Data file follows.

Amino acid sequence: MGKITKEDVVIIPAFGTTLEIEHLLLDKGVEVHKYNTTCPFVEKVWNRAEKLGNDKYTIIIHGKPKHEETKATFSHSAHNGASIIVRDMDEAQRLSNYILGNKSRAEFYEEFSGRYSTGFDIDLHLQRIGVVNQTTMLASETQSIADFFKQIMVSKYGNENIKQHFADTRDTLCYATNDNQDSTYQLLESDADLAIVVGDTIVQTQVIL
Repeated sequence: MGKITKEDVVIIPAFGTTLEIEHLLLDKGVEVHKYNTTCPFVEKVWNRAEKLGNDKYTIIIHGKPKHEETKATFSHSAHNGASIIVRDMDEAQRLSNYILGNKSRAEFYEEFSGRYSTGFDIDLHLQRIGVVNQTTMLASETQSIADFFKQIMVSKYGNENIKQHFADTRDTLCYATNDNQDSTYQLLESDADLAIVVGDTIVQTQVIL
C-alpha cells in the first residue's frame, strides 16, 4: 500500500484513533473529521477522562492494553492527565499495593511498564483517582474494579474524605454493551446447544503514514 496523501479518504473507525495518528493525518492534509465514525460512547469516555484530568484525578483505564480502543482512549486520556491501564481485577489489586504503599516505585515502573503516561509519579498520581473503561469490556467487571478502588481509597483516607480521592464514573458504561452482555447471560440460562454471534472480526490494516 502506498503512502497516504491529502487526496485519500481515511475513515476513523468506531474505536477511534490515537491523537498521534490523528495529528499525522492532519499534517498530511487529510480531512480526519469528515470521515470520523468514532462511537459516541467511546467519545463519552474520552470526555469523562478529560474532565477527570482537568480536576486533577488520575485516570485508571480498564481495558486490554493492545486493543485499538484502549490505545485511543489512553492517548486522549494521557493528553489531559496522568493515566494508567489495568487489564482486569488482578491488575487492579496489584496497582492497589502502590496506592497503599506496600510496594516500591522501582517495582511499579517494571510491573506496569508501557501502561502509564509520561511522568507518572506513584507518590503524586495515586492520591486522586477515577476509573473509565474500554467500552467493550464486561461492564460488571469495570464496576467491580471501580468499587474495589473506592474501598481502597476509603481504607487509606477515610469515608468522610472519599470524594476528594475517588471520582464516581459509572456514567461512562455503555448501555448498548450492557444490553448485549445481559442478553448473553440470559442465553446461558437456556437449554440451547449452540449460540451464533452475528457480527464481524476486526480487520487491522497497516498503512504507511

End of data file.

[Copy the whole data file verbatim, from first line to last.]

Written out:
Amino acid sequence: MGKITKEDVVIIPAFGTTLEIEHLLLDKGVEVHKYNTTCPFVEKVWNRAEKLGNDKYTIIIHGKPKHEETKATFSHSAHNGASIIVRDMDEAQRLSNYILGNKSRAEFYEEFSGRYSTGFDIDLHLQRIGVVNQTTMLASETQSIADFFKQIMVSKYGNENIKQHFADTRDTLCYATNDNQDSTYQLLESDADLAIVVGDTIVQTQVIL
Repeated sequence: MGKITKEDVVIIPAFGTTLEIEHLLLDKGVEVHKYNTTCPFVEKVWNRAEKLGNDKYTIIIHGKPKHEETKATFSHSAHNGASIIVRDMDEAQRLSNYILGNKSRAEFYEEFSGRYSTGFDIDLHLQRIGVVNQTTMLASETQSIADFFKQIMVSKYGNENIKQHFADTRDTLCYATNDNQDSTYQLLESDADLAIVVGDTIVQTQVIL
C-alpha cells in the first residue's frame, strides 16, 4: 500500500484513533473529521477522562492494553492527565499495593511498564483517582474494579474524605454493551446447544503514514 496523501479518504473507525495518528493525518492534509465514525460512547469516555484530568484525578483505564480502543482512549486520556491501564481485577489489586504503599516505585515502573503516561509519579498520581473503561469490556467487571478502588481509597483516607480521592464514573458504561452482555447471560440460562454471534472480526490494516 502506498503512502497516504491529502487526496485519500481515511475513515476513523468506531474505536477511534490515537491523537498521534490523528495529528499525522492532519499534517498530511487529510480531512480526519469528515470521515470520523468514532462511537459516541467511546467519545463519552474520552470526555469523562478529560474532565477527570482537568480536576486533577488520575485516570485508571480498564481495558486490554493492545486493543485499538484502549490505545485511543489512553492517548486522549494521557493528553489531559496522568493515566494508567489495568487489564482486569488482578491488575487492579496489584496497582492497589502502590496506592497503599506496600510496594516500591522501582517495582511499579517494571510491573506496569508501557501502561502509564509520561511522568507518572506513584507518590503524586495515586492520591486522586477515577476509573473509565474500554467500552467493550464486561461492564460488571469495570464496576467491580471501580468499587474495589473506592474501598481502597476509603481504607487509606477515610469515608468522610472519599470524594476528594475517588471520582464516581459509572456514567461512562455503555448501555448498548450492557444490553448485549445481559442478553448473553440470559442465553446461558437456556437449554440451547449452540449460540451464533452475528457480527464481524476486526480487520487491522497497516498503512504507511